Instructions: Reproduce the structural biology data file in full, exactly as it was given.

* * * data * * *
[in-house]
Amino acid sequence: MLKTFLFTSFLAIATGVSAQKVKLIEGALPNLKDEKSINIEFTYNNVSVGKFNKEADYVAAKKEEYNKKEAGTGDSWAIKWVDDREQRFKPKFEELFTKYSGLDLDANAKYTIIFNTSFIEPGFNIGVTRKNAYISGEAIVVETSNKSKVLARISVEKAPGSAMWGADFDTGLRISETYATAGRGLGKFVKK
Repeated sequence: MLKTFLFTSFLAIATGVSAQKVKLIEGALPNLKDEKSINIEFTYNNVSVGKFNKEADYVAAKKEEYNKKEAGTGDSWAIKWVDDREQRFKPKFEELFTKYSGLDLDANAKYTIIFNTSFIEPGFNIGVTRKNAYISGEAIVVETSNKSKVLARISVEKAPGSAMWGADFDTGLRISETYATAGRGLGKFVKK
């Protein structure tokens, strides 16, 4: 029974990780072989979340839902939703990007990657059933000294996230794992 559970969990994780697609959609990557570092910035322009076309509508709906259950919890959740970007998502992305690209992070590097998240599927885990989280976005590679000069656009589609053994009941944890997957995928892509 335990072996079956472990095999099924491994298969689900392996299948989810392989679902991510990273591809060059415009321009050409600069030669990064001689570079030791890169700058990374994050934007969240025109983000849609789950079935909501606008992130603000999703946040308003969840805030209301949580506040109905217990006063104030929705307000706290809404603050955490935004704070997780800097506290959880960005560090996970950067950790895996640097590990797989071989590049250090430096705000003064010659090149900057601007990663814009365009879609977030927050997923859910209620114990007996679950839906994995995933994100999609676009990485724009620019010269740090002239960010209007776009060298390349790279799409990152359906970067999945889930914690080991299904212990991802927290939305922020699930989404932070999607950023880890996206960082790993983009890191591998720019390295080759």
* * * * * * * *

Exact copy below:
[in-house]
Amino acid sequence: MLKTFLFTSFLAIATGVSAQKVKLIEGALPNLKDEKSINIEFTYNNVSVGKFNKEADYVAAKKEEYNKKEAGTGDSWAIKWVDDREQRFKPKFEELFTKYSGLDLDANAKYTIIFNTSFIEPGFNIGVTRKNAYISGEAIVVETSNKSKVLARISVEKAPGSAMWGADFDTGLRISETYATAGRGLGKFVKK
Repeated sequence: MLKTFLFTSFLAIATGVSAQKVKLIEGALPNLKDEKSINIEFTYNNVSVGKFNKEADYVAAKKEEYNKKEAGTGDSWAIKWVDDREQRFKPKFEELFTKYSGLDLDANAKYTIIFNTSFIEPGFNIGVTRKNAYISGEAIVVETSNKSKVLARISVEKAPGSAMWGADFDTGLRISETYATAGRGLGKFVKK
């Protein structure tokens, strides 16, 4: 029974990780072989979340839902939703990007990657059933000294996230794992 559970969990994780697609959609990557570092910035322009076309509508709906259950919890959740970007998502992305690209992070590097998240599927885990989280976005590679000069656009589609053994009941944890997957995928892509 335990072996079956472990095999099924491994298969689900392996299948989810392989679902991510990273591809060059415009321009050409600069030669990064001689570079030791890169700058990374994050934007969240025109983000849609789950079935909501606008992130603000999703946040308003969840805030209301949580506040109905217990006063104030929705307000706290809404603050955490935004704070997780800097506290959880960005560090996970950067950790895996640097590990797989071989590049250090430096705000003064010659090149900057601007990663814009365009879609977030927050997923859910209620114990007996679950839906994995995933994100999609676009990485724009620019010269740090002239960010209007776009060298390349790279799409990152359906970067999945889930914690080991299904212990991802927290939305922020699930989404932070999607950023880890996206960082790993983009890191591998720019390295080759």